A writer’s review of E.M. Forster’s The Life to Come.
IN THESE glimpses through the window into Edwardian and post-war restrictions on homosexuality, much of them still chillingly relevant to our times, E.M. Forster recreates his own inner life – and that of gay men everywhere.
Where his living, breathing gay protagonists meet allegorical endings in Classical juxtapositions, Forster was simply staying the hand of damnation he witnessed in the shadow of the Oscar Wilde trials, keeping these men safe in another place and time.
Any writer doing that, and in private – most of these works were not published in his lifetime – was likely to be calming his own rising sense of panic and anger at tired British fears about sexual diversity.
Other stories (such as ‘The Obelisk’ and ‘Arthur Snatchfold’) are gloriously lust-filled in and around taboo themes of male sex, yet always replete with Forster’s tempering wit.
My favourite is the collection’s first, ‘Ansell’, the story of an academic forced to eschew the life laid out for him in books and letters, which has undertones of Forster’s most complex novel The Longest Journey.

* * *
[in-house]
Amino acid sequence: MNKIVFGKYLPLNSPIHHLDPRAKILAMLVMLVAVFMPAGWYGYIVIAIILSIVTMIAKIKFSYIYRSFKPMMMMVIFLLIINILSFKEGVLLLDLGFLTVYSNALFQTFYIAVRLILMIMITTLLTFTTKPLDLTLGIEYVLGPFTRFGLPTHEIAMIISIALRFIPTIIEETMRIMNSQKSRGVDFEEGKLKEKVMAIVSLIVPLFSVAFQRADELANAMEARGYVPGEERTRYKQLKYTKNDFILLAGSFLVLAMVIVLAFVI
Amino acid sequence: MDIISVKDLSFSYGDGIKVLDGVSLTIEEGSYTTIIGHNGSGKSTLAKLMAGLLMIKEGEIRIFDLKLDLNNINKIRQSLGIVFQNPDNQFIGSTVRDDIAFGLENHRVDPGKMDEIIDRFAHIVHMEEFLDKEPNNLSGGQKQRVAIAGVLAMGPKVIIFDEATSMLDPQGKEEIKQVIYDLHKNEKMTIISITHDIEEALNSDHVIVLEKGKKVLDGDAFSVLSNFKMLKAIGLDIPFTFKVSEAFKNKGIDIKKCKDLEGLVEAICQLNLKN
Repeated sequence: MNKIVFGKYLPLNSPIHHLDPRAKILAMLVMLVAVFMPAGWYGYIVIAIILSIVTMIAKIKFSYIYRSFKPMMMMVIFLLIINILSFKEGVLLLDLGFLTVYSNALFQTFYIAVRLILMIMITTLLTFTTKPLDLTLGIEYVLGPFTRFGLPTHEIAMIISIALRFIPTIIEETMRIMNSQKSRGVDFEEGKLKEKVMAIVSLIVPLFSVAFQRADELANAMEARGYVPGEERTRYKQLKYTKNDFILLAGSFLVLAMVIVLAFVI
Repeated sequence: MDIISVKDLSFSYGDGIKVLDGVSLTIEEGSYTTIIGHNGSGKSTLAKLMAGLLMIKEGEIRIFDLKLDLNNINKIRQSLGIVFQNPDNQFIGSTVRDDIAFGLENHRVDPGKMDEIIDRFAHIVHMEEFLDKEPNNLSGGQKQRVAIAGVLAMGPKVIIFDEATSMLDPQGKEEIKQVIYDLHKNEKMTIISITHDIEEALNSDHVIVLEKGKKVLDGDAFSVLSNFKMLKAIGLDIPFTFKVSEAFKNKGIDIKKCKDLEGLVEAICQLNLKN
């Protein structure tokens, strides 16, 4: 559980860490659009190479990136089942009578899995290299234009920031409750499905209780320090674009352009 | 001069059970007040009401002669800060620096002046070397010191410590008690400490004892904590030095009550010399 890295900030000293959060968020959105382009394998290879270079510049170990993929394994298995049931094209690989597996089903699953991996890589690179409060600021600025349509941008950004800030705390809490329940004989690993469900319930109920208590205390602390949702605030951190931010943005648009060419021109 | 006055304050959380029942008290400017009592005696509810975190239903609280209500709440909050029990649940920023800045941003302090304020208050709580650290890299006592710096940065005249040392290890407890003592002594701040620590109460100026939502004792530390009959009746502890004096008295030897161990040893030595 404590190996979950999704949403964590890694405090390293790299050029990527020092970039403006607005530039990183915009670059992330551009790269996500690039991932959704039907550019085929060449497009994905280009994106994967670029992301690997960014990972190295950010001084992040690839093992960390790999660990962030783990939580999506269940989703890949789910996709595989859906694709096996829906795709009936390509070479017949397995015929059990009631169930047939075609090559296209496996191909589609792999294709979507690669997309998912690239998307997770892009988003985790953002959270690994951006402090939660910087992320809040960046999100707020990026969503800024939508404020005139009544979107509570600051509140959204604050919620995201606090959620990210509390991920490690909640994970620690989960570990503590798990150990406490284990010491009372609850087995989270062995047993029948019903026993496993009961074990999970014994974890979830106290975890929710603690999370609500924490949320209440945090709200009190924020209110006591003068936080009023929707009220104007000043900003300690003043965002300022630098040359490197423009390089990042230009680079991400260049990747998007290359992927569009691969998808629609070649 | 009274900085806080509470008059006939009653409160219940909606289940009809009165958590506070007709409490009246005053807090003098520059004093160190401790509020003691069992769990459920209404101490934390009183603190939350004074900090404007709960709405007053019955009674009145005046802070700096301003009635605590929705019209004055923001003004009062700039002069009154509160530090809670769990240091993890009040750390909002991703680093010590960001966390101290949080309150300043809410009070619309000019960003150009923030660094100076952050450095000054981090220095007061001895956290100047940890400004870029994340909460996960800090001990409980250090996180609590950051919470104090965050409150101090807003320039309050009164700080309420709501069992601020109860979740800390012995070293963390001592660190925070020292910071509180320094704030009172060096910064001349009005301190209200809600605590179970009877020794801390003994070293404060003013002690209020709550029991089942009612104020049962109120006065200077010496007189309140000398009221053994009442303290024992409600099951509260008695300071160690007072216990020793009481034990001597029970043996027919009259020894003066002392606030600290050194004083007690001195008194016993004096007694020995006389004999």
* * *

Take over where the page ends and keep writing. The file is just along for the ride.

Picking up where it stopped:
“Essential reading, particularly for conservatives who believe it’s ‘all good now’ for the LGBTIQ community.”
‘Ambergo Empedocle’, the story of a strapping young Britisher, honest to his bootstraps and set for a life of convention, is an Italian-set tragedy akin to Forster’s debut novel ‘Where Angels Fear To Tread’. It explores the state of closeting so accurately, and the desire for anything but inhabiting a life where the core restriction cuts to the soul.
Forster often sends his protagonists to other states instead of this world in the denouement of his stories. More often than not, author or protagonist label this a ‘dodge’, a kind of schoolboy’s mind game.
It’s a literary technique that comes straight out of classical mythology, but Forster’s use of it inspired generations of writers decades after he’d hung up his literary tools, including Joan Lindsay, the Australian author of Picnic at Hanging Rock.
While they blend myths and legends with a Sci-Fi edge, these moments reveal Forster capturing the genuine suicidal motivations experienced by a significant proportion of same sex-attracted people.
I have read and reread these stories all my adult life, and will continue to do so. They are essential reading, particularly for conservatives who believe it’s “all good now” for the LGBTIQ community.
In them, Forster is celebrating what he got away with sexually and emotionally, yet imagining what the risk could have cost him. Thank Jove he didn’t burn them, like he did some of his other gay-themed work.
© Michael Burge, all rights reserved.